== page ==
ORDER GRANTING MOTION TO PROCEED WITHOUT PREPAYMENT OF FEES, DENYING MOTION FOR APPOINTMENT OF COUNSEL, AND REPORT & RECOMMENDATION FOR DISMISSAL OF COMPLAINT
KENNETH G. GALE, United States Magistrate Judge
In conjunction with his federal court Complaint alleging a ongoing problems with a municipal court judge, Plaintiff has filed a Motion to Proceed Without Prepayment of Fees (IFP Application, Doc. 3, sealed), with an accompanying Affidavit of Financial Status (Doc. 3-1). He also filed a Motion for Appointment of Counsel. (Doc. 4.) Having reviewed Plaintiff’s motions, as well as his Complaint (Doc. 1), the Court is prepared to rule.
I. Motion to Proceed In Forma Pauperis
Under 28 U.S.C. § 1915(a), a federal court may authorize commencement of an action without prepayment of fees, costs, etc., by a person who lacks financial means. 28 U.S.C. § 1915(a). In so doing, the court considers the affidavit of financial status included with the application. See id.
There is a liberal policy toward permitting proceedings in forma pauperis when necessary to ensure that the courts are available to all citizens, not just those who can afford to pay. See generally, Yellen v. Cooper, 828 F.2d 1471 (10th Cir. 1987). In construing the application and affidavit, courts generally seek to compare an applicant’s monthly expenses to monthly income. See Patillo v. N. Am. Van Lines, Inc., No. 02-2162, 2002 WL 1162684, at *1 (D.Kan. Apr. 15, 2002); Webb v. Cessna Aircraft, No. 00-2229, 2000 WL 1025575, at *1 (D.Kan. July 17, 2000) (denying motion because “Plaintiff is employed, with monthly income exceeding her monthly expenses by approximately $600.00”).
In his supporting financial affidavit, Plaintiff indicates he is 23-years-old and single, but has a two-year-old daughter for whom he provides monthly financial support. (Id., at 1-2.) He is currently employed at a fast food restaurant in Newton, making a modest monthly wage and does not receive health insurance. (Id.) He also lists unemployment and governmental child support benefits. (Id., at 4.) He does not own an automobile or real property, but pays a modest amount in monthly rent for her home. (Id., 3, 4, 5.) He lists groceries and telephone as his only monthly expenses in addition to certain other debts, including medical expenses and court costs. (Id., at 5.) He has not filed for bankruptcy and indicates only a small amount of cash on hand. (Id., at 4, 6.)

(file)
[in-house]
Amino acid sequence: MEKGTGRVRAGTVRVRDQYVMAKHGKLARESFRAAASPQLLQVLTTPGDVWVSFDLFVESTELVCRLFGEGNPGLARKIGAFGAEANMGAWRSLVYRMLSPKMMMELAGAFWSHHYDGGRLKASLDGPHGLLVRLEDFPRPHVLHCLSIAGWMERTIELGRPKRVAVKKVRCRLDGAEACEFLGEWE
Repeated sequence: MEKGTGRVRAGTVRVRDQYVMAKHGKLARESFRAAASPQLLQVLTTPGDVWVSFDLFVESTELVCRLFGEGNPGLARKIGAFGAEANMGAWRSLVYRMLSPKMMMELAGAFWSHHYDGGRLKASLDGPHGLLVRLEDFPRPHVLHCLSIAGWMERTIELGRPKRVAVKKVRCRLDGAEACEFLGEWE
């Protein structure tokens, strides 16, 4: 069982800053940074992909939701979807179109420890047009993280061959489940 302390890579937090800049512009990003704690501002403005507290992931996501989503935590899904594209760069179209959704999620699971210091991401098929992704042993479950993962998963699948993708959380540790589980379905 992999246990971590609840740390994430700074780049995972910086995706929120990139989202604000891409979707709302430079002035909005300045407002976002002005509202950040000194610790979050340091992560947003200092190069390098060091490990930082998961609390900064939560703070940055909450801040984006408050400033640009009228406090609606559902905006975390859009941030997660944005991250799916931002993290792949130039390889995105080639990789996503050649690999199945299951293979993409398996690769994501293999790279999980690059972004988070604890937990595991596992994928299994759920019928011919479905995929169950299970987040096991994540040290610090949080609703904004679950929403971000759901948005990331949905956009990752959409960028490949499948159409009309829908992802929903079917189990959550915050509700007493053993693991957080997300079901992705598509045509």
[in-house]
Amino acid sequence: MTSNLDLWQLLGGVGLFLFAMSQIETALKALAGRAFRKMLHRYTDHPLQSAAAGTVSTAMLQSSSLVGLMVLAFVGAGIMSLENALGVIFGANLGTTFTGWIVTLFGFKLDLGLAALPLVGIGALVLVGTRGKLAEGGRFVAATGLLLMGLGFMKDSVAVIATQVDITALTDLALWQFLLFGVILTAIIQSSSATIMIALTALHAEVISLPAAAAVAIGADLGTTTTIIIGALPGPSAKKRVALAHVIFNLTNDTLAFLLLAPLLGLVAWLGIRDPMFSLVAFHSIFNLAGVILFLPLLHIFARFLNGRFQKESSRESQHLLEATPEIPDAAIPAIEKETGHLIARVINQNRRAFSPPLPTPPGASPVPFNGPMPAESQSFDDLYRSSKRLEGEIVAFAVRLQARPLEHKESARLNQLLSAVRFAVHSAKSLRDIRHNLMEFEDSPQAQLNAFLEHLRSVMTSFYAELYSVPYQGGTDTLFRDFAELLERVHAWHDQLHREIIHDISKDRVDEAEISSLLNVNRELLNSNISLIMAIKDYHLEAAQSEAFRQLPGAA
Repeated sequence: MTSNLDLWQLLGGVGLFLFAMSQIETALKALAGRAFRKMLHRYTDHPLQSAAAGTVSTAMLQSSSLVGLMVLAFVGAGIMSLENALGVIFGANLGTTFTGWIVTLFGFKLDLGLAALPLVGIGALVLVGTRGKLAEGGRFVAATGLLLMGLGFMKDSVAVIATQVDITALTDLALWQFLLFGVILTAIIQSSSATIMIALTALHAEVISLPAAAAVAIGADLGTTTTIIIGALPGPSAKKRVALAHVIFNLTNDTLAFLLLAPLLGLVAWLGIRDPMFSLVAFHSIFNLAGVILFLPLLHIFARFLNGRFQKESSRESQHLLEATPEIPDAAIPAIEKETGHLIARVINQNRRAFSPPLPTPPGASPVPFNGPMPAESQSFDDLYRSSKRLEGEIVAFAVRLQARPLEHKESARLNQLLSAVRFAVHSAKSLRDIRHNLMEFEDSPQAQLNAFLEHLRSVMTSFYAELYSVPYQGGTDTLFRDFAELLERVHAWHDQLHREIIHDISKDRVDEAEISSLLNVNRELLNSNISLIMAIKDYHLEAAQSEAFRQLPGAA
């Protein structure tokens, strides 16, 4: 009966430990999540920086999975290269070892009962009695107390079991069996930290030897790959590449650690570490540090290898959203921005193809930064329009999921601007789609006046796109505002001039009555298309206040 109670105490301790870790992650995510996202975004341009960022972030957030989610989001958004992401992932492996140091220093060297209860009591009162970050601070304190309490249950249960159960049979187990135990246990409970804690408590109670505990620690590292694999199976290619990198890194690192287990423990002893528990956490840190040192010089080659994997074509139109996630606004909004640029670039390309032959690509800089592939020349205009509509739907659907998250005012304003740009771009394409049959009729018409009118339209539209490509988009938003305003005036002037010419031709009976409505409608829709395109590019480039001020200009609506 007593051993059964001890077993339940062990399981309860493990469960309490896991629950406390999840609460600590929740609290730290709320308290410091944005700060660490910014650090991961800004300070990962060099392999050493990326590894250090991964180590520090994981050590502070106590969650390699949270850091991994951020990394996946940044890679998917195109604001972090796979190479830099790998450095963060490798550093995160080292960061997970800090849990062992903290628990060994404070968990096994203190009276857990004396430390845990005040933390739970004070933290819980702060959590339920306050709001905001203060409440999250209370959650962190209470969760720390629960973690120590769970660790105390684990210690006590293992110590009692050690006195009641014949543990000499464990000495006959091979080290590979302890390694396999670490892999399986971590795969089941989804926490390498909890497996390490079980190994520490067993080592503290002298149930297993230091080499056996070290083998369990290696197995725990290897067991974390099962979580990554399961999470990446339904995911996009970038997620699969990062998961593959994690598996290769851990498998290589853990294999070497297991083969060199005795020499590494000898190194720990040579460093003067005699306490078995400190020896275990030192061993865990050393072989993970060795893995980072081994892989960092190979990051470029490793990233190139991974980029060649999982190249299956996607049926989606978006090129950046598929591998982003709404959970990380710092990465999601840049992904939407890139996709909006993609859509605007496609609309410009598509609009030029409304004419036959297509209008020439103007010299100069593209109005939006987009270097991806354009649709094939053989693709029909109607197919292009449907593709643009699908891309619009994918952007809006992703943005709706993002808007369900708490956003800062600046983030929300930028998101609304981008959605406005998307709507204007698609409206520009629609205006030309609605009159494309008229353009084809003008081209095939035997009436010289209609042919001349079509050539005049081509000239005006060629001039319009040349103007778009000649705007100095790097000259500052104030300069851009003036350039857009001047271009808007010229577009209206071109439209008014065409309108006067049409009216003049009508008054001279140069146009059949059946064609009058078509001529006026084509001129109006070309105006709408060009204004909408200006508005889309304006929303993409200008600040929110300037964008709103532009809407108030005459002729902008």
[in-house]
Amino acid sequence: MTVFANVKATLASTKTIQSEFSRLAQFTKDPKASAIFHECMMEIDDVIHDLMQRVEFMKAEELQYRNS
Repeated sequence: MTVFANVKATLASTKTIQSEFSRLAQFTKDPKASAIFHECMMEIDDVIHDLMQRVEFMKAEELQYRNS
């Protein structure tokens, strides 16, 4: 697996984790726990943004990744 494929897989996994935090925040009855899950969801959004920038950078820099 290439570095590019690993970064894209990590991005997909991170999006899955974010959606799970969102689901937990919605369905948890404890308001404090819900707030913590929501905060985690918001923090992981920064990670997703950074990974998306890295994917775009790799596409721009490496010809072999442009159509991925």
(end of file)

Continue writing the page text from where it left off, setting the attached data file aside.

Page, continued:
Considering all of the information contained in the financial affidavit, Plaintiff has established that his access to the Courts would otherwise be seriously impaired if he is not granted IFP status. Under these circumstances, the undersigned Magistrate Judge GRANTS Plaintiff’s motion for IFP status.
II. Motion to Appoint Counsel, Sufficiency of Complaint, and R&R for Dismissal.
The Tenth Circuit has identified four factors to be considered when a court is deciding whether to appoint counsel for an individual: (1) plaintiff’s ability to afford counsel, (2) plaintiff’s diligence in searching for counsel, (3) the merits of plaintiff’s case, and (4) plaintiff’s capacity to prepare and present the case without the aid of counsel. McCarthy v. Weinberg, 753 F.2d 836, 838-39 (10th Cir. 1985) (listing factors applicable to applications under the IFP statute); Castner v. Colorado Springs Cablevision, 979 F.2d 1417, 1421 (10th Cir. 1992) (listing factors applicable to applications under Title VII). Thoughtful and prudent use of the appointment power is necessary so that willing counsel may be located without the need to make coercive appointments. The indiscriminate appointment of volunteer counsel to undeserving claims will waste a precious resource and may discourage attorneys from donating their time. Castner, 979 F.2d at 1421.